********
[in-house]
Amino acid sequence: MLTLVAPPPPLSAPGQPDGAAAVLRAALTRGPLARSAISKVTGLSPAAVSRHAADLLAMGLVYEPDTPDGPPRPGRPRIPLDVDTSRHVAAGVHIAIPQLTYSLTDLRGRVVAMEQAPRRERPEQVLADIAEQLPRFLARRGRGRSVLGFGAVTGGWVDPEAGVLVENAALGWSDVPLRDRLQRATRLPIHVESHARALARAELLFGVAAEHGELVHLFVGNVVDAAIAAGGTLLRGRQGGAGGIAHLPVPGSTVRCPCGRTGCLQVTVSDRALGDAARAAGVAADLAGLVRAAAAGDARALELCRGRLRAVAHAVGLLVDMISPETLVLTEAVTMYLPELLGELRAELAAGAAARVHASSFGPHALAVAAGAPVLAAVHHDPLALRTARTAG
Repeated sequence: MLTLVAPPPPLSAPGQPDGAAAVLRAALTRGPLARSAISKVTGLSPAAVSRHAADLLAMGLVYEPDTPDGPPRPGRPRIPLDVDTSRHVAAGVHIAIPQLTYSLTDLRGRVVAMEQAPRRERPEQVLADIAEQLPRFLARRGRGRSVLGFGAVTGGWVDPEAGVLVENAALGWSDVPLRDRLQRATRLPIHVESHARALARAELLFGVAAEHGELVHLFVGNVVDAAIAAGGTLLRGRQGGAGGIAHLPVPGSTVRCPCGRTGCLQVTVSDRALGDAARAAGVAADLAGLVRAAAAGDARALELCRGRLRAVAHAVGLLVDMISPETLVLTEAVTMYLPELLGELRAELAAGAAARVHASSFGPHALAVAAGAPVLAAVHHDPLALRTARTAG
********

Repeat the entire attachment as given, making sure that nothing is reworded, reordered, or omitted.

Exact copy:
[in-house]
Amino acid sequence: MLTLVAPPPPLSAPGQPDGAAAVLRAALTRGPLARSAISKVTGLSPAAVSRHAADLLAMGLVYEPDTPDGPPRPGRPRIPLDVDTSRHVAAGVHIAIPQLTYSLTDLRGRVVAMEQAPRRERPEQVLADIAEQLPRFLARRGRGRSVLGFGAVTGGWVDPEAGVLVENAALGWSDVPLRDRLQRATRLPIHVESHARALARAELLFGVAAEHGELVHLFVGNVVDAAIAAGGTLLRGRQGGAGGIAHLPVPGSTVRCPCGRTGCLQVTVSDRALGDAARAAGVAADLAGLVRAAAAGDARALELCRGRLRAVAHAVGLLVDMISPETLVLTEAVTMYLPELLGELRAELAAGAAARVHASSFGPHALAVAAGAPVLAAVHHDPLALRTARTAG
Repeated sequence: MLTLVAPPPPLSAPGQPDGAAAVLRAALTRGPLARSAISKVTGLSPAAVSRHAADLLAMGLVYEPDTPDGPPRPGRPRIPLDVDTSRHVAAGVHIAIPQLTYSLTDLRGRVVAMEQAPRRERPEQVLADIAEQLPRFLARRGRGRSVLGFGAVTGGWVDPEAGVLVENAALGWSDVPLRDRLQRATRLPIHVESHARALARAELLFGVAAEHGELVHLFVGNVVDAAIAAGGTLLRGRQGGAGGIAHLPVPGSTVRCPCGRTGCLQVTVSDRALGDAARAAGVAADLAGLVRAAAAGDARALELCRGRLRAVAHAVGLLVDMISPETLVLTEAVTMYLPELLGELRAELAAGAAARVHASSFGPHALAVAAGAPVLAAVHHDPLALRTARTAG